What were some of the biggest challenges that you faced while filming?
I think, in terms of logistical challenges, it was definitely just building the set for Ernie. It was a two-week period where we just had time at the end of each day to build the set, and we actually didn’t finish, and so we were building at night; every time we stopped filming, people would go in to start building overnight. People were even building between takes … it was ridiculous. As far as a more conceptual challenge, I think it was just trying to figure out the tone of Ernie; trying to establish how to make it funny and dark, but not too dark for being in a cardboard world, and how to make that all come together, because it so easily could have gone really wrong.

What advice do you have for other young filmmakers?
Everyone says this, but I think it’s true: Just make movies early; just pick up a camera and do it. For me, it was just about getting those 25 bad movies out of the way, and I just happened to be lucky enough to get those out of the way before people saw them [laughs, as actual ambulance sirens begin to blare].

Here’s the big question: If ‘Ernie’ was a dessert, what dessert would it be?
Oh my God … I need to take a second here to think about that one. Let’s see, the texture is important. Probably some kind of cookie; maybe something a little stale … like a stale s’more. Yeah, like a nice, stale s’more that someone forgot about by the campfire; so it is singed a little bit, but it’s still good.


Kit Zauhar on the NFFTY red carpet.

Age: 20
Origins: Kit is from Philadelphia, Penn. She currently attends NYU.
Film: Helicopter
Category: This film was part of the Guide to Growing Up screening at NFFTY 2016.
NFFTY Experience: Rookie

A Conversation About Film, Loneliness and Parking Tickets

What is Helicopter about?
A lonely young girl strikes up a conversation with a boy in the college library; the two find solace in one another.

Your film really touches on the human condition in a very personal way. What were some of your influences for this film?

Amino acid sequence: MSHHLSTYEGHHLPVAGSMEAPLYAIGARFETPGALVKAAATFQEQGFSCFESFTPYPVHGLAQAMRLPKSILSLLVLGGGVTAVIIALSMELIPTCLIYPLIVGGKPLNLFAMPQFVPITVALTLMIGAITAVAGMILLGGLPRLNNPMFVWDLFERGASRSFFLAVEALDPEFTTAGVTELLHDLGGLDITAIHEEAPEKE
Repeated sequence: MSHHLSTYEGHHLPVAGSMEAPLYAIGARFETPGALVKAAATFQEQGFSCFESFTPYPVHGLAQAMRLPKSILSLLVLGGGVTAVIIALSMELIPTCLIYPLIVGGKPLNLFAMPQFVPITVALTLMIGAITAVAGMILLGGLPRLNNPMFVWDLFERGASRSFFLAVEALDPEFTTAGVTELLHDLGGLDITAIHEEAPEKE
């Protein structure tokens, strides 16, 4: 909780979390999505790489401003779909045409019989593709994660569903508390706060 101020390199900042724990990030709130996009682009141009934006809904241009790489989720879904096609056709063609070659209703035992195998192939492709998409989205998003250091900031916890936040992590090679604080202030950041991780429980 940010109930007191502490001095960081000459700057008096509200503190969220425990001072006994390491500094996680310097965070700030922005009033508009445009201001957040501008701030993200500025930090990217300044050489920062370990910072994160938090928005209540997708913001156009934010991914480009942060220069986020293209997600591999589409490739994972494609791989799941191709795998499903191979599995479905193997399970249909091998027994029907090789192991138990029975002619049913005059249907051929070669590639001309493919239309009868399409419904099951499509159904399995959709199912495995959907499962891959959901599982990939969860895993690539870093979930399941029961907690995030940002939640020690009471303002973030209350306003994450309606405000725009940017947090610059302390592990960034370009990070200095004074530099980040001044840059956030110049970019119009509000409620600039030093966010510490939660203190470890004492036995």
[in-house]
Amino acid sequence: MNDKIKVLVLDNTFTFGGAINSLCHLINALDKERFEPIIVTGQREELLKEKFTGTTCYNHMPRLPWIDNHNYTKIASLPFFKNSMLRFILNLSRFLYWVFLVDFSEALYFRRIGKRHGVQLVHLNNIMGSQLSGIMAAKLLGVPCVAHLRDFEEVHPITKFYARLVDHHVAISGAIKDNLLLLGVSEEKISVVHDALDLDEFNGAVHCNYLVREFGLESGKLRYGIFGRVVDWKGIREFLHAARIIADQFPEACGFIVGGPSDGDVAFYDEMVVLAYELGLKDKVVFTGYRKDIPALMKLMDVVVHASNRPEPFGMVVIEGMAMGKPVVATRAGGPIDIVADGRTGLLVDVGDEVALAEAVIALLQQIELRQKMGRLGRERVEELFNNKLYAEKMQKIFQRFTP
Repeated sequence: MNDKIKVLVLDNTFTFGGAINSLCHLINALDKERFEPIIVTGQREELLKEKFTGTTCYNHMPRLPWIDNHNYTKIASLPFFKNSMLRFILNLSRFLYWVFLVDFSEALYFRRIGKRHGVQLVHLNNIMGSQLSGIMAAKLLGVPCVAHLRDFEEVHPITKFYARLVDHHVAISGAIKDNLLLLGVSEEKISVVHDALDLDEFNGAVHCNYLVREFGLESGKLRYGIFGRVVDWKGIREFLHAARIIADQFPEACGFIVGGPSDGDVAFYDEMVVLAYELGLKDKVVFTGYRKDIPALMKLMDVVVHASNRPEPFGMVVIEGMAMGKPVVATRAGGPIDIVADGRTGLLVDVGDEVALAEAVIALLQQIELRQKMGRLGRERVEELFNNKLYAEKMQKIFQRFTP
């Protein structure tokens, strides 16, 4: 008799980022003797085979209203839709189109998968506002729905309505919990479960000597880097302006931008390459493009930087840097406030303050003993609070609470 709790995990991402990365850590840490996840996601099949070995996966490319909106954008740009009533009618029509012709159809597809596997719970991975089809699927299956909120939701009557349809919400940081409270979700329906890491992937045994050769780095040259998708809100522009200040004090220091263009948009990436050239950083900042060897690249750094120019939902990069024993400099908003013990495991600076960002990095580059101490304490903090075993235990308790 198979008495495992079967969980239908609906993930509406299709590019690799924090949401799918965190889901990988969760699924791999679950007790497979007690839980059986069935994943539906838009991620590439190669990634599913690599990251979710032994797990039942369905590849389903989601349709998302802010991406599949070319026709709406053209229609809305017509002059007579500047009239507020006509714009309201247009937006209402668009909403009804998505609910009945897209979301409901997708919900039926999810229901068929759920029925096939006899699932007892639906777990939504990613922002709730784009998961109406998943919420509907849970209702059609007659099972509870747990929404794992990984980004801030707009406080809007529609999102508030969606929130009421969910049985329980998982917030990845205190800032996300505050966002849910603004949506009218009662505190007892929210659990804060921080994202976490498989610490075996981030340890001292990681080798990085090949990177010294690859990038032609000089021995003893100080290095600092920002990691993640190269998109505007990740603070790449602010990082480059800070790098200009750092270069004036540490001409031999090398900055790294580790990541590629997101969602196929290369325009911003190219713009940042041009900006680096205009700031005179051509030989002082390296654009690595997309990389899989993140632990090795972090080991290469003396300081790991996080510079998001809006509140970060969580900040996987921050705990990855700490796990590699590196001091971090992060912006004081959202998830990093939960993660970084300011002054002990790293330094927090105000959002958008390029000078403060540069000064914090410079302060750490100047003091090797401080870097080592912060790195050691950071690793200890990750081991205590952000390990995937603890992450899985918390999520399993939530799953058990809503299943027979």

I’ve always been interested in this idea of being lonely when surrounded by a bunch of people; it has definitely been exacerbated by the internet, and everyone always having their phones out. My two main literary inspirations were Taipei, by Tao Lin, and Prep, by Curtis Sittenfeld; those are just my inspirations for all things.

What were some of your biggest challenges when making your film?
I don’t know if this is the answer you’re looking for, but this truly was a big challenge for us: Within the first day, we amassed five parking tickets, which ate up about a quarter of the film’s total budget. We ended up having to use my dining plan meal swipes to buy day-old sushi for the cast and crew. So, I guess my main piece of advice for young filmmakers is: Drive safe.

Are there any films or filmmakers that have had a significant impact on you?
Ruben Östlund, director of Force Majeure. He does a great job of taking these finite moments that really define people, and then he expands these moments to great levels of drama; also, Richard Linklater, early Sofia Coppola and Darren Aronofsky.

If your movie was a food, what food would it be?
You know how at gourmet restaurants they have a fridge of pre-packaged foods? It would be one of those, because it costs less mone y… and it may take you a second to warm it up, but the quality is just as good. Once you eat it, it’s comforting, with unusual flavors; like “Oh, there’s a little bit of papaya in this. I wasn’t expecting that.” Yum. Yeah, like a frozen Pad Thai dish.